- Yankton Sioux make treaty relinquishing title to lands between Big Sioux and Missouri. Yankton Indian Reservation established. This was the second treaty with the Sioux within seven years to open land to Euro-American settlement, and the land became known as the Yankton Triangle.
- Mrs. Goodwin, first white woman settler, arrives at Sioux Falls.
- Settlement at Medary destroyed by Smutty Bear, Yankton Sioux.
- Settlers at Sioux Falls build and fortify Fort Sod.
- Provisional government organized. Legislature elected and convened. Alpheus G. Fuller sent as delegate to Congress. Henry Masters, governor.
- Yankton treaty ratified. July 10 Indians surrender lands. Yankton, Vermilion, and Bon Homme founded.
- Dakota Democrat newspaper established by Samuel J. Albright. Governor Masters dies. New legislature elected at Sioux Falls. Jefferson P. Kidder elected delegate to Congress. Wilmot W. Brookings provisional governor.
- First church society organized at Vermilion by Presbyterians.
- First school opened at Vermilion.
- First schoolhouse built at Bon Homme.
- Non-Native population was approximately 1100 people, mostly in trading posts or military garrisons along the rivers.
- Dakota Territory erected by Congress March 2. Dr. William Jayne appointed governor. Establishes temporary capital at Yankton. Calls election for legislature and delegate to Congress. John B.S. Todd elected delegate.
- Dakota in the American Civil War
- First territorial legislature, the "Pony Congress", meets March 17. They chartered the Missouri and Niobrara Valley Railroad Company, a planned but never completed railway.
- Company A, Dakota cavalry, organized at Yankton.
- Great Indian Outbreak in Minnesota, August 18. The Amidons massacred at Sioux Falls. Settlers flee in wild panic. Stockade at Yankton. All men called to arms.
- Crow Creek Reservation established.
- The Homestead Act of 1862 provides ownership of South Dakota land to people who farm it for several years.
- Governor Jayne goes to Congress. Newton Edmunds appointed governor. Company B, Dakota cavalry, organized at Elkpoint.
- Standing Rock Indian Reservation established.
- War of Outbreak ended by treaty at Fort Pierre. Montana road ordered built.
- Red Cloud war begins.
- Andrew J. Faulk succeeds Newton Edmunds.
- Great affliction of grasshoppers. Crops eaten up.
- Faulk succeeded by John A. Burbank. "Wild and woolly period." Great factional Moody-Brookings fight begins.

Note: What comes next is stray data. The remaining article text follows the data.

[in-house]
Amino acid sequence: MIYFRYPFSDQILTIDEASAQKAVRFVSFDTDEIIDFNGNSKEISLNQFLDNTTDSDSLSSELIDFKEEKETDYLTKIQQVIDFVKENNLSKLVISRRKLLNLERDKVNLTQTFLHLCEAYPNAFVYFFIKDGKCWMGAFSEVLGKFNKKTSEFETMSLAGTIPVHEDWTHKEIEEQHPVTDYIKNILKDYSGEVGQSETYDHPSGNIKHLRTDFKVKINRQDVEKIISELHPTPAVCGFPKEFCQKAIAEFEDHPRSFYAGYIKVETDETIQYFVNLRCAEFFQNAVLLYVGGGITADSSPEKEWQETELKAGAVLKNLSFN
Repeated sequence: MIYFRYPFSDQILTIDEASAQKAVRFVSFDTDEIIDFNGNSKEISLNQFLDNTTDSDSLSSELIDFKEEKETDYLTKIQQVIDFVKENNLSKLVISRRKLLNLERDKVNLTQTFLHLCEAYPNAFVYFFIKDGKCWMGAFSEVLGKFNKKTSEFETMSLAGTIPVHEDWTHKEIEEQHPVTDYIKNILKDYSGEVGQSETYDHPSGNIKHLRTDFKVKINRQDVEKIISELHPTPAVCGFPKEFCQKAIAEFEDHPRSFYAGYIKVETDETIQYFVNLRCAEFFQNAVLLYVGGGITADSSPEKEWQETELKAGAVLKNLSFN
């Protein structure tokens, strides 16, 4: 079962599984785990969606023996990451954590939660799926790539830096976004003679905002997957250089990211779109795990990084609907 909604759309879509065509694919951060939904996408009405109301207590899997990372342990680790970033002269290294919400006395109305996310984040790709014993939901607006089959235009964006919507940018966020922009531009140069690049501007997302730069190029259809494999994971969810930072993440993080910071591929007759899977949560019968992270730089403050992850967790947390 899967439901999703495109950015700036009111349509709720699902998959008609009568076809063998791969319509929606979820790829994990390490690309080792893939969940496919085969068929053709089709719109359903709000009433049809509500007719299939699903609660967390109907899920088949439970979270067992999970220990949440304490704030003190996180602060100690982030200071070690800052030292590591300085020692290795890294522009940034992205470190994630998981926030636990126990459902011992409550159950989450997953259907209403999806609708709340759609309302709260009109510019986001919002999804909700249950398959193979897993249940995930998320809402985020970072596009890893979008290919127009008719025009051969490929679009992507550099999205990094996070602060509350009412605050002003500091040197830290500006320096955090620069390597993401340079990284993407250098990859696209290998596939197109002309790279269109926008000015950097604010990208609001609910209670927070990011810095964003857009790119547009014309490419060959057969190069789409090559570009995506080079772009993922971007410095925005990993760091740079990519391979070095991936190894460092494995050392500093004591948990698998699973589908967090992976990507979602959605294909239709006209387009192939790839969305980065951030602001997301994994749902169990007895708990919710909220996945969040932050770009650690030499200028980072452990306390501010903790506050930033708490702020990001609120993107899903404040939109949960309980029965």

- Population of Dakota Territory below the 46th parallel north (the modern extent of South Dakota) is 11,776 and growing.
- First railroad in South Dakota; Dakota Southern built from Sioux City to Yankton.
- A land-grant railroad from New Ulm, Minnesota, to Lake Kampeska near Watertown is finished. Named the Winona & St. Peter Railroad, this subsidiary of the Chicago and North Western built about 34.5 miles (55.5 km) of track in Dakota Territory. But lack of population meant that trains only ran to Gary on the Minnesota-Dakota border until population increase after 1878.
- Gen. Edwin S. McCook, secretary of Dakota Territory, shot and killed by Peter P. Wintermute, result of factional political fight.
- Burbank succeeded by John L. Pennington.
- Gold discovered in Black Hills. General Custer's expedition to the Black Hills.
- Second invasion of grasshoppers.
- Black Hills treaty commission fails. Rush of miners to Custer.
- Gold discovered in Deadwood Gulch. Stampede from Custer. Miners establish law and order. The Homestake deposit is discovered in Lead; it becomes the largest and deepest gold mine in North America.
- Great Sioux war. Battles of Rosebud and Little Big Horn. Custer's army destroyed.
- Black Hills War, 1876–1877
- Black Hills relinquished by Indians. All agency Sioux dismounted and disarmed.
- Great Dakota boom begins.
- William A. Howard succeeds Pennington.
- Great boom waxes strong. Railroad building begins.
- Chicago and Northwestern Railroad builds to Pierre; the Milwaukee reaches Chamberlain.
- Great October blizzard: subject of Laura Ingalls Wilder's The Long Winter.
- Governor Howard dies and is succeeded by Nehemiah G. Ordway.
- Awful floods on Big Sioux and Missouri.
- Spotted Tail, noted Brule Sioux, killed by jealous warrior.
- Yankton College established by Dr. Joseph Ward.
- Springfield Normal organized and supported with local donations rather than tax monies
- Capital removed from Yankton to Bismarck.
- State University established.
- Turtle Mountain Indian Reservation established.
- Division and admission movement earnestly prosecuted to save school lands. First Sioux Falls constitutional convention.